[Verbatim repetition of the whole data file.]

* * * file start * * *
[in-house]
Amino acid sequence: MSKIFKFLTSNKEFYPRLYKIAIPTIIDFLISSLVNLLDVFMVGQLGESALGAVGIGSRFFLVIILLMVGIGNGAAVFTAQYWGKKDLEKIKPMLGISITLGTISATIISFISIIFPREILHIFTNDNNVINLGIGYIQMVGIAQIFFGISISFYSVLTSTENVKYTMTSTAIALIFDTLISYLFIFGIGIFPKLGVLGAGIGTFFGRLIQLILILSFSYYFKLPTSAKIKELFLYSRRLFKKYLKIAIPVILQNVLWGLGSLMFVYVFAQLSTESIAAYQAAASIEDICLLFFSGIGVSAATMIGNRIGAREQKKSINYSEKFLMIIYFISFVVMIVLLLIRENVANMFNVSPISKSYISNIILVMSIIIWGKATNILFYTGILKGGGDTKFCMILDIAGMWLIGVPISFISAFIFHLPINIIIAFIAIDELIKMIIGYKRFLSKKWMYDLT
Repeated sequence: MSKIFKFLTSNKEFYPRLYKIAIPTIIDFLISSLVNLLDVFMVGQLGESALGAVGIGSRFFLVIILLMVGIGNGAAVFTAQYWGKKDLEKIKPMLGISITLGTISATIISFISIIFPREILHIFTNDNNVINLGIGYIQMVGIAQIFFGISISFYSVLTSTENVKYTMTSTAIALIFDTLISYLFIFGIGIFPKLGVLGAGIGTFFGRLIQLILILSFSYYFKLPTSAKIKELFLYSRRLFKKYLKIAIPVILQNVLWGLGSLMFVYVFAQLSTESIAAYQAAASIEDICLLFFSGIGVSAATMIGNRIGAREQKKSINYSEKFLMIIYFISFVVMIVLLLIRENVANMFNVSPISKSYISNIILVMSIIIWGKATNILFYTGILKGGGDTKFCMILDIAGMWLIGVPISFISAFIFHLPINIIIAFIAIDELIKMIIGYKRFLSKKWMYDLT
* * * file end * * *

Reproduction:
[in-house]
Amino acid sequence: MSKIFKFLTSNKEFYPRLYKIAIPTIIDFLISSLVNLLDVFMVGQLGESALGAVGIGSRFFLVIILLMVGIGNGAAVFTAQYWGKKDLEKIKPMLGISITLGTISATIISFISIIFPREILHIFTNDNNVINLGIGYIQMVGIAQIFFGISISFYSVLTSTENVKYTMTSTAIALIFDTLISYLFIFGIGIFPKLGVLGAGIGTFFGRLIQLILILSFSYYFKLPTSAKIKELFLYSRRLFKKYLKIAIPVILQNVLWGLGSLMFVYVFAQLSTESIAAYQAAASIEDICLLFFSGIGVSAATMIGNRIGAREQKKSINYSEKFLMIIYFISFVVMIVLLLIRENVANMFNVSPISKSYISNIILVMSIIIWGKATNILFYTGILKGGGDTKFCMILDIAGMWLIGVPISFISAFIFHLPINIIIAFIAIDELIKMIIGYKRFLSKKWMYDLT
Repeated sequence: MSKIFKFLTSNKEFYPRLYKIAIPTIIDFLISSLVNLLDVFMVGQLGESALGAVGIGSRFFLVIILLMVGIGNGAAVFTAQYWGKKDLEKIKPMLGISITLGTISATIISFISIIFPREILHIFTNDNNVINLGIGYIQMVGIAQIFFGISISFYSVLTSTENVKYTMTSTAIALIFDTLISYLFIFGIGIFPKLGVLGAGIGTFFGRLIQLILILSFSYYFKLPTSAKIKELFLYSRRLFKKYLKIAIPVILQNVLWGLGSLMFVYVFAQLSTESIAAYQAAASIEDICLLFFSGIGVSAATMIGNRIGAREQKKSINYSEKFLMIIYFISFVVMIVLLLIRENVANMFNVSPISKSYISNIILVMSIIIWGKATNILFYTGILKGGGDTKFCMILDIAGMWLIGVPISFISAFIFHLPINIIIAFIAIDELIKMIIGYKRFLSKKWMYDLT